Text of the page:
We've been discussing a strange chart from a recent paper published by John Cook of Skeptical Science and many others. The chart ostensibly shows the consensus on global warming increases with a person's expertise. To "prove" this claim, Cook et al assigned "expertise" levels to a variety of "consensus estimates" they took from various papers. You can see the results in the chart below, which I've added lines to to show each category:
As you can see, the "consensus estimates" are all plotted one next to the other, without concern for how the categories are spaced. The result is Category 4 doesn't exist in the chart, and Category 5 covers more than half of the chart. This creates a vastly distorted impression of the results.
But while that is a damning problem in and of itself, there is much more wrong with the chart and corresponding paper. One of the key issues we've been looking at in this series is how Cook et al arbitrarily chose which results from the studies it examined to report and which ones not to. Today I'd like to discuss one of the most severe cases of this. It deals with the paper Verheggent et al (2014).
This is how the new Cook et al (2016) paper reported the results for Verheggen et al (2016):
That is one line. Their chart which has 16 data points on it has only one point devoted to this paper's results even though other papers have as many as three data points. This is peculiar as Verheggen et al report their results in great detail. For instance, here is a chart showing responses as a whole:
And here are the responses broken down by type of person who gave the answer:
And here is some of the same information again, in tabular form:
That is a wealth of information. According to the authors of Verheggen et al, it shows:
Consistent with other research, we found that, as the level of expertise in climate science grew, so too did the level of agreement on anthropogenic causation.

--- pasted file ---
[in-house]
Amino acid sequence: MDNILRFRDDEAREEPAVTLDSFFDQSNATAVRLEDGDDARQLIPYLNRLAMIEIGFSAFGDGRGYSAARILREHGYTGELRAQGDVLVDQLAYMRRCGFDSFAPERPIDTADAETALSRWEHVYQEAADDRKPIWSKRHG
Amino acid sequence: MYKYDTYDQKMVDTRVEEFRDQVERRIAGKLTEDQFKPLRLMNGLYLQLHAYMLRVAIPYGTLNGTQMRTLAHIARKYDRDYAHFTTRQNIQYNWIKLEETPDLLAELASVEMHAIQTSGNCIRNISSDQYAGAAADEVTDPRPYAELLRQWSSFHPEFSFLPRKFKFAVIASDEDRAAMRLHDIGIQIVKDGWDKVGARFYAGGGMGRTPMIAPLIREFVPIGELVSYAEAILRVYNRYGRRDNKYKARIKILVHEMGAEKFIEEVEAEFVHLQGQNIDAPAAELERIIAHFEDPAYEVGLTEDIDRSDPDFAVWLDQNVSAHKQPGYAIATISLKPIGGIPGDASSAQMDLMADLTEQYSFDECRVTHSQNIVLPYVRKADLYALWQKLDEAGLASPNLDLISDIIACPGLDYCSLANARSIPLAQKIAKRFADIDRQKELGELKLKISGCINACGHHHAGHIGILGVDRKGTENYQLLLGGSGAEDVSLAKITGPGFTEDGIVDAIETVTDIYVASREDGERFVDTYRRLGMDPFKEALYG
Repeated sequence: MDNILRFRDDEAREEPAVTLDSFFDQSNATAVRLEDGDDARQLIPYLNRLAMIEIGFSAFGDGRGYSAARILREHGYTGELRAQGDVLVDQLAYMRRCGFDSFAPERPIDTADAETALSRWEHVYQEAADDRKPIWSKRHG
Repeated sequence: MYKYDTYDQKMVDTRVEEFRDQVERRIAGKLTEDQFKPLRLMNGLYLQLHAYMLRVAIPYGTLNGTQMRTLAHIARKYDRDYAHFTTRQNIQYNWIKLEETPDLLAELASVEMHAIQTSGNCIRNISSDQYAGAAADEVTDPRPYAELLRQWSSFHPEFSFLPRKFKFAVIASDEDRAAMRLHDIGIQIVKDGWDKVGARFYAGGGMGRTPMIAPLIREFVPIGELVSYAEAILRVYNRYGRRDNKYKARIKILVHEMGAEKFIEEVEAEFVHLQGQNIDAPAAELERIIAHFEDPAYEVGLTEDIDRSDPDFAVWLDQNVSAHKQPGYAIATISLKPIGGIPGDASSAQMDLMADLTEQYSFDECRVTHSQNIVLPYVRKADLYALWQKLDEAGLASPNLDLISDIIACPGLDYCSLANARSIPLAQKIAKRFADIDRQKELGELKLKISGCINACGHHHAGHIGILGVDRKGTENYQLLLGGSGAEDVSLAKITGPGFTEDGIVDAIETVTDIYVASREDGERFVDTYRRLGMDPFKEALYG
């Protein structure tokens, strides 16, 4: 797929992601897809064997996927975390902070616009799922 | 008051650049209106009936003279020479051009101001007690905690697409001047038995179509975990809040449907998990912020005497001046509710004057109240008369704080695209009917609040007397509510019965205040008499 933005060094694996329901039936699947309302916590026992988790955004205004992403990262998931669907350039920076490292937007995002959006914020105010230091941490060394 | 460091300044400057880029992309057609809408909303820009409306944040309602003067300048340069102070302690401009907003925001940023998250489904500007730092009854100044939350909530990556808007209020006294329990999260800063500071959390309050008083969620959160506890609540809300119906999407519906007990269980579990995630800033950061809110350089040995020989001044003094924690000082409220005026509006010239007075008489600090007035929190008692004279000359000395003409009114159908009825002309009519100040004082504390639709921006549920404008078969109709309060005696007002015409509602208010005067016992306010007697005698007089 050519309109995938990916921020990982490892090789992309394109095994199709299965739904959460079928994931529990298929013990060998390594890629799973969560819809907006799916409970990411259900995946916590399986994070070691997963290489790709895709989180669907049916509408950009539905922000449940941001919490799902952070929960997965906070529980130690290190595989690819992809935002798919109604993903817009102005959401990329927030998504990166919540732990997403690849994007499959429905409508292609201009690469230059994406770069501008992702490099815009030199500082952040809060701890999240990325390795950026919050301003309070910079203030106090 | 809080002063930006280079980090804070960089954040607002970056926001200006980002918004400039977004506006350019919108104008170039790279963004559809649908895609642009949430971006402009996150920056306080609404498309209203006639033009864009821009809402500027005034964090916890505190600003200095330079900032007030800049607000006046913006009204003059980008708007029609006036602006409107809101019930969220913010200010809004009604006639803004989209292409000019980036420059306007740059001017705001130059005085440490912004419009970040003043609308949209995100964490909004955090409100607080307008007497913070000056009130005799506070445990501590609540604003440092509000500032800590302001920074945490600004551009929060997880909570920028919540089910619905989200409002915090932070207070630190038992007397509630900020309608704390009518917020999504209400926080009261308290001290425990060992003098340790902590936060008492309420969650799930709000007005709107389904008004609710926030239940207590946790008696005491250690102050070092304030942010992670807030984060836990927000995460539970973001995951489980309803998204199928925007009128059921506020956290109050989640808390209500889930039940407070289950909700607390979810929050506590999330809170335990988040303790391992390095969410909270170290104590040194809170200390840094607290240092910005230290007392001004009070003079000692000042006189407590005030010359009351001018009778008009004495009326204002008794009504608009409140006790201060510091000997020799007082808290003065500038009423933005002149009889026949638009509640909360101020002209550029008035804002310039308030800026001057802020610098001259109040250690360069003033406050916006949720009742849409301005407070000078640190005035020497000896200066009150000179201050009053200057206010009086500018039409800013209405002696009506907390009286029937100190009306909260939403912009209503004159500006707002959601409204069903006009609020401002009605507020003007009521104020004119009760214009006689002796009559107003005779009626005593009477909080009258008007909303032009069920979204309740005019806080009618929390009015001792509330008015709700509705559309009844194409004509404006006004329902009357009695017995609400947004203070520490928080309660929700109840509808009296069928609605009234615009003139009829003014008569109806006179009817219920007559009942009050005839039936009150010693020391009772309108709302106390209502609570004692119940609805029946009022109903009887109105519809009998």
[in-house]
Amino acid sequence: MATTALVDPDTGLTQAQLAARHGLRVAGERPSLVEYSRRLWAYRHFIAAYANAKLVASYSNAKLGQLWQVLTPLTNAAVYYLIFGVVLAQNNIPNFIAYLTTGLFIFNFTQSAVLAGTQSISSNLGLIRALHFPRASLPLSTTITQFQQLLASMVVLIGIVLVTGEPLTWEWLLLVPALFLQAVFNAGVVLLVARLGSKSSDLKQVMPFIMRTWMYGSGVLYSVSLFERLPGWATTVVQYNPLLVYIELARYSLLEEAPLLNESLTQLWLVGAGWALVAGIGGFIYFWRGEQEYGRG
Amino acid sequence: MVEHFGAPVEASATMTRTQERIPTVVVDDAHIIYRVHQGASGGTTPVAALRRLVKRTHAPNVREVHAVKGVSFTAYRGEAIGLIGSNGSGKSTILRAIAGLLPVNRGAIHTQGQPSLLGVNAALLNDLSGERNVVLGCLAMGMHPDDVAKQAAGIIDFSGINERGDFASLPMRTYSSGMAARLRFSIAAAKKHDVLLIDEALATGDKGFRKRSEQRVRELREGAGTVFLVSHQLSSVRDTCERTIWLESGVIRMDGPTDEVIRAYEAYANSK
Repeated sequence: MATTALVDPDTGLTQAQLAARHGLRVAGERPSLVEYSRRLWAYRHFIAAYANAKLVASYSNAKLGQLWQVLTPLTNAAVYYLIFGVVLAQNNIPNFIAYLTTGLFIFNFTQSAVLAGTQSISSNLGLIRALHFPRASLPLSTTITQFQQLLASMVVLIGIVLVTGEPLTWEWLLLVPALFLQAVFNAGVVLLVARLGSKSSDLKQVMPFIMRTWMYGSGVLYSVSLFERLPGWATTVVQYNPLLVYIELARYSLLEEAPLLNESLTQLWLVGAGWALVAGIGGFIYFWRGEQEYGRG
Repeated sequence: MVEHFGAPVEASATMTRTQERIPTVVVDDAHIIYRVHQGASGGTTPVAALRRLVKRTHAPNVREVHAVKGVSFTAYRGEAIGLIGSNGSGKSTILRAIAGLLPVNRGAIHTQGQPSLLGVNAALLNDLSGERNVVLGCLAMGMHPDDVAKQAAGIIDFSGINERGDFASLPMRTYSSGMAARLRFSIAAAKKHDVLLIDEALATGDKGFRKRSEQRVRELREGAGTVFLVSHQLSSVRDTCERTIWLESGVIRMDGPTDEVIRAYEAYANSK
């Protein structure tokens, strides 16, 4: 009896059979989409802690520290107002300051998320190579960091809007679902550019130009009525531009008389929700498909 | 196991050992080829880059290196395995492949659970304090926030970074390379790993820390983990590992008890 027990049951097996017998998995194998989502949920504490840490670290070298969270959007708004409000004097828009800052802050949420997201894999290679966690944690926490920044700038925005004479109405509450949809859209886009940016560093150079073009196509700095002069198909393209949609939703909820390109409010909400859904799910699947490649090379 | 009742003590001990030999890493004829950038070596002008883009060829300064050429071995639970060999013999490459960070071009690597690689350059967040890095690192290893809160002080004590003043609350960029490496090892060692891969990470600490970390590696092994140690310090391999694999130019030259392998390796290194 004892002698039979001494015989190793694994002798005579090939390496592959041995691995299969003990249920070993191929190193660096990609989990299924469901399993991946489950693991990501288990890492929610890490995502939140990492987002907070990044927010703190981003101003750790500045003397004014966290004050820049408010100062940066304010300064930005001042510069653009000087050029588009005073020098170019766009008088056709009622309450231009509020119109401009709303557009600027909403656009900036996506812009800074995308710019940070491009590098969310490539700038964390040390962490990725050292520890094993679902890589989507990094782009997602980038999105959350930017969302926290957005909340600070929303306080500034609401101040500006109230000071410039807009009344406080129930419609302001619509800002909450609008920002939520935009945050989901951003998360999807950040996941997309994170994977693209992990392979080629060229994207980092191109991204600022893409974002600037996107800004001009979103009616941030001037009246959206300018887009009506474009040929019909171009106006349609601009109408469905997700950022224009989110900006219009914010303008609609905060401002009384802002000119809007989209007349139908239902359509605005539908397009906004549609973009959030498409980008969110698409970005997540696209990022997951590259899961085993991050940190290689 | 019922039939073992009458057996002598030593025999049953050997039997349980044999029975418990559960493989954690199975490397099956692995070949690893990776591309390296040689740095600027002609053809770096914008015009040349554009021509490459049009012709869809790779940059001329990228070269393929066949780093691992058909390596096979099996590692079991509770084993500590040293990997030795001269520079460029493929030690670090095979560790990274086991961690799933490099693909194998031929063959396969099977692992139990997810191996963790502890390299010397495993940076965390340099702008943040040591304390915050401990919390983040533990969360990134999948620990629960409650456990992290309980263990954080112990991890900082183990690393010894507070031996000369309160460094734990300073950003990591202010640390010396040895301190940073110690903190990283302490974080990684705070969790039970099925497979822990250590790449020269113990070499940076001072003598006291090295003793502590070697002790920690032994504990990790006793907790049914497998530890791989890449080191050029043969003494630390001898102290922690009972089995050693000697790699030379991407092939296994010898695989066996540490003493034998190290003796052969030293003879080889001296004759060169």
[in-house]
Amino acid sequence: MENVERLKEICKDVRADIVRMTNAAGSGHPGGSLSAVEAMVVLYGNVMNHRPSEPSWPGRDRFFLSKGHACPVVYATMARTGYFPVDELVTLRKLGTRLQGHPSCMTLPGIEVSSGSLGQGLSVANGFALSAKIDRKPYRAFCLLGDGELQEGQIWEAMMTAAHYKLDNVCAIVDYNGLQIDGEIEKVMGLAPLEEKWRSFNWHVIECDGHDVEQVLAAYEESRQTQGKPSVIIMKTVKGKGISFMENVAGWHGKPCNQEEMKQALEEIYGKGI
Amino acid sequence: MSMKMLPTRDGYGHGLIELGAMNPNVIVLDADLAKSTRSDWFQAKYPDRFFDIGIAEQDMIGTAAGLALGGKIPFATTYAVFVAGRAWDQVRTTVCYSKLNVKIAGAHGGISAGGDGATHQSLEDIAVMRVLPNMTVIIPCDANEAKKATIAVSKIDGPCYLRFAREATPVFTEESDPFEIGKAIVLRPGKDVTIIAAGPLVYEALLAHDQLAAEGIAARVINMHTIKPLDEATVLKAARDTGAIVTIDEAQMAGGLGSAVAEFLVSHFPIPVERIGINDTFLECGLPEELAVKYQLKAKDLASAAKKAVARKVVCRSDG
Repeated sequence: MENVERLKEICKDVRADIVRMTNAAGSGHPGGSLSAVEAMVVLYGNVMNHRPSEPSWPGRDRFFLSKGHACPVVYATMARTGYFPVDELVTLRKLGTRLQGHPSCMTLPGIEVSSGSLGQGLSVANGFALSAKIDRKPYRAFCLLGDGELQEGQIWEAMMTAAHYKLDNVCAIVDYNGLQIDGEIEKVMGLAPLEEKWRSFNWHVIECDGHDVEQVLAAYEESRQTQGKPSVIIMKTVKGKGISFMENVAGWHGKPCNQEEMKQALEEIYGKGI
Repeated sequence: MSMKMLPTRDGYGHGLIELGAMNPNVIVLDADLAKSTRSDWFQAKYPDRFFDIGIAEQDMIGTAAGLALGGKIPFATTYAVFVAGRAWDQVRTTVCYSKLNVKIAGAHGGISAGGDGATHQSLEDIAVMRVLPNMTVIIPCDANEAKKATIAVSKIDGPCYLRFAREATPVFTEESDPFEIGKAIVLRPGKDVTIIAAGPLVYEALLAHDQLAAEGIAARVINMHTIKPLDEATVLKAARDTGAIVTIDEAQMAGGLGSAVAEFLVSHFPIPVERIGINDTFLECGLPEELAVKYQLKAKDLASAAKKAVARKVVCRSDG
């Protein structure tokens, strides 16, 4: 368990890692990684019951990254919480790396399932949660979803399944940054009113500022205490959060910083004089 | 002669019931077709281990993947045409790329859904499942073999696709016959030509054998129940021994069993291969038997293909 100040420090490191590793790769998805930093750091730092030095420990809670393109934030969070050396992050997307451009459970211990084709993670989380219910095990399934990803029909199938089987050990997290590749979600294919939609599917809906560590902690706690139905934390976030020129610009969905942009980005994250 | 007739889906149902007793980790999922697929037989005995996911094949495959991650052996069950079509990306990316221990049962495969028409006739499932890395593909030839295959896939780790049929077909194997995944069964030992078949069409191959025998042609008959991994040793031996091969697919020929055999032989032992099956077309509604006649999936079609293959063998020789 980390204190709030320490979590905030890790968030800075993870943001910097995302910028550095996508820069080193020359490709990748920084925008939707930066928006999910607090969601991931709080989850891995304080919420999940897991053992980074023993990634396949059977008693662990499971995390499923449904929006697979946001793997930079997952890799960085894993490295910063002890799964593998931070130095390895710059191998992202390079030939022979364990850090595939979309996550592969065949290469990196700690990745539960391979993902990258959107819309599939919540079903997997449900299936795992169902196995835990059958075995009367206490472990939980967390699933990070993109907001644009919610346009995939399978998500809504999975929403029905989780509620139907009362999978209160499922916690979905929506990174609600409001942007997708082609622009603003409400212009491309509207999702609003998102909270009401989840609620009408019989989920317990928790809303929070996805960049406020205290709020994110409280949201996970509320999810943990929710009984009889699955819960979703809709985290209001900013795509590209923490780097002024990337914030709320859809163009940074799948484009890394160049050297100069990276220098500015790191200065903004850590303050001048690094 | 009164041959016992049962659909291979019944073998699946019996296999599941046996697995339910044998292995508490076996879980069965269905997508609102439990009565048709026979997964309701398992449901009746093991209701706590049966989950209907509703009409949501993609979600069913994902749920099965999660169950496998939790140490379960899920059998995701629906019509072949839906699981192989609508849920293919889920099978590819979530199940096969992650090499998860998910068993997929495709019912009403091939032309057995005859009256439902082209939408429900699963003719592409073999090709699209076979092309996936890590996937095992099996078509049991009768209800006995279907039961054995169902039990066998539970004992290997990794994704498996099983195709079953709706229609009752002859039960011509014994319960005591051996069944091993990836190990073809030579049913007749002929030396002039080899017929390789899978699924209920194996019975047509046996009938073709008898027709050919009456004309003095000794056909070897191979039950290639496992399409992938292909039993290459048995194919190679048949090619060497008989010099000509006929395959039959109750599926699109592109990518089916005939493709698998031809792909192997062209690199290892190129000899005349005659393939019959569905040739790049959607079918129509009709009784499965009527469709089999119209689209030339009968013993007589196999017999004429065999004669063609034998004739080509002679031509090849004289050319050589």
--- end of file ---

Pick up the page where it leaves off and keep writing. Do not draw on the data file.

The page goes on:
This is exactly what Cook et al (2016) seeks to prove. Why then does Cook et al (2016) not include this data? The only results it includes are the answers given by people who "Published more than 10 climate-related papers (self-reported)." Why is that the one group who has its results reported? Why would a person having published 10 papers mean they get excluded while a person having published 11 papers get included?
It gets even worse when we look at the Expertise category assignment. These values were arbitrarily assigned by Cook et al, and there is no guidelines given for how they were chosen. As our last post showed, climate scientists who've published on climate science recently but published more on other topics were put in Expertise Category 3 for the Stenhouse et al (2014) survey.
Some of those people likely published 10 or more papers on climate science. After all, in five years (the period of time covered), a scientist could easily have written over 20 papers. If 10 were on climate science and 15 on something else, they'd be rated as Expertise Category 3 for Stenhouse et al (2014) yet fall in the Expertise Category 5 for Verheggen et al (2014). It gets even worse when you realize Stenhouse et al (2014) judged people's expertise on papers published in the last five years but Verheggen et al judged their expertise on how many papers they had published in their entire lifetimes.
Cook et al (2016) don't offer any explanation for why they only published results for one subgroup of the Verheggen et al (2014) data set. They offer no explanation for why some data was excluded and other data was not. They claim:
We examine the available studies and conclude that the finding of 97% consensus in published climate research is robust and consistent with other surveys of climate scientists and peer-reviewed studies.
Yet they intentionally exclude a great deal of data from many of "the available studies" they claim to examine. And when they display whatever results they did report, they make no effort to ensure the "expertise" categories they use are consistent or coherent. It appears all they're doing is picking up results that are convenient for them, assigning arbitrary "expertise" values to what they picked out and then displaying the results in a heavily skewed manner which gives far more visual weight to the most favorable results when a fair depiction:
Would look very different.